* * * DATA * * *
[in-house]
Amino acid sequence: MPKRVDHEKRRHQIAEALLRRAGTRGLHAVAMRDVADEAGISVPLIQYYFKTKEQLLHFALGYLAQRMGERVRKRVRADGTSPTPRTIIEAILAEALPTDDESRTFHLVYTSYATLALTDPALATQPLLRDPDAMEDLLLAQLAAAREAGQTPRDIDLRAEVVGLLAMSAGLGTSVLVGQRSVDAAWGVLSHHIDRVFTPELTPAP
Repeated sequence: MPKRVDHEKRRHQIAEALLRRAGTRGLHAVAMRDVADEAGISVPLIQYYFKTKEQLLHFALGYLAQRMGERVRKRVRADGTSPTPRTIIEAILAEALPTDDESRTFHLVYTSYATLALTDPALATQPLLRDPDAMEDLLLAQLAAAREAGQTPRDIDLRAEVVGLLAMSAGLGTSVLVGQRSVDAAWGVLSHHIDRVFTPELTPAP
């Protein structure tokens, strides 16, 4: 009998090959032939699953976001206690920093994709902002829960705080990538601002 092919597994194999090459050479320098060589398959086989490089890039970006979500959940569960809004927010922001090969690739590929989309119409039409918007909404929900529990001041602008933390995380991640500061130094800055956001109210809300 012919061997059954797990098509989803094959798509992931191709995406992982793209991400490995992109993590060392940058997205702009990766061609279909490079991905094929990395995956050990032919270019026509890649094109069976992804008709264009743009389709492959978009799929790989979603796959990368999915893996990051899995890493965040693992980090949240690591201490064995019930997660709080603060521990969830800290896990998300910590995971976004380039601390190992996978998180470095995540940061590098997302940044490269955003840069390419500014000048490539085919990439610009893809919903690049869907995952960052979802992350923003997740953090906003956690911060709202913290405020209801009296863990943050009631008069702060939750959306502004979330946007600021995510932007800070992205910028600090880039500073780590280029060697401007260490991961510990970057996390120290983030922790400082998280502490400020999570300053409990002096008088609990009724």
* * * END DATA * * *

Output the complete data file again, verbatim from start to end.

[in-house]
Amino acid sequence: MPKRVDHEKRRHQIAEALLRRAGTRGLHAVAMRDVADEAGISVPLIQYYFKTKEQLLHFALGYLAQRMGERVRKRVRADGTSPTPRTIIEAILAEALPTDDESRTFHLVYTSYATLALTDPALATQPLLRDPDAMEDLLLAQLAAAREAGQTPRDIDLRAEVVGLLAMSAGLGTSVLVGQRSVDAAWGVLSHHIDRVFTPELTPAP
Repeated sequence: MPKRVDHEKRRHQIAEALLRRAGTRGLHAVAMRDVADEAGISVPLIQYYFKTKEQLLHFALGYLAQRMGERVRKRVRADGTSPTPRTIIEAILAEALPTDDESRTFHLVYTSYATLALTDPALATQPLLRDPDAMEDLLLAQLAAAREAGQTPRDIDLRAEVVGLLAMSAGLGTSVLVGQRSVDAAWGVLSHHIDRVFTPELTPAP
């Protein structure tokens, strides 16, 4: 009998090959032939699953976001206690920093994709902002829960705080990538601002 092919597994194999090459050479320098060589398959086989490089890039970006979500959940569960809004927010922001090969690739590929989309119409039409918007909404929900529990001041602008933390995380991640500061130094800055956001109210809300 012919061997059954797990098509989803094959798509992931191709995406992982793209991400490995992109993590060392940058997205702009990766061609279909490079991905094929990395995956050990032919270019026509890649094109069976992804008709264009743009389709492959978009799929790989979603796959990368999915893996990051899995890493965040693992980090949240690591201490064995019930997660709080603060521990969830800290896990998300910590995971976004380039601390190992996978998180470095995540940061590098997302940044490269955003840069390419500014000048490539085919990439610009893809919903690049869907995952960052979802992350923003997740953090906003956690911060709202913290405020209801009296863990943050009631008069702060939750959306502004979330946007600021995510932007800070992205910028600090880039500073780590280029060697401007260490991961510990970057996390120290983030922790400082998280502490400020999570300053409990002096008088609990009724």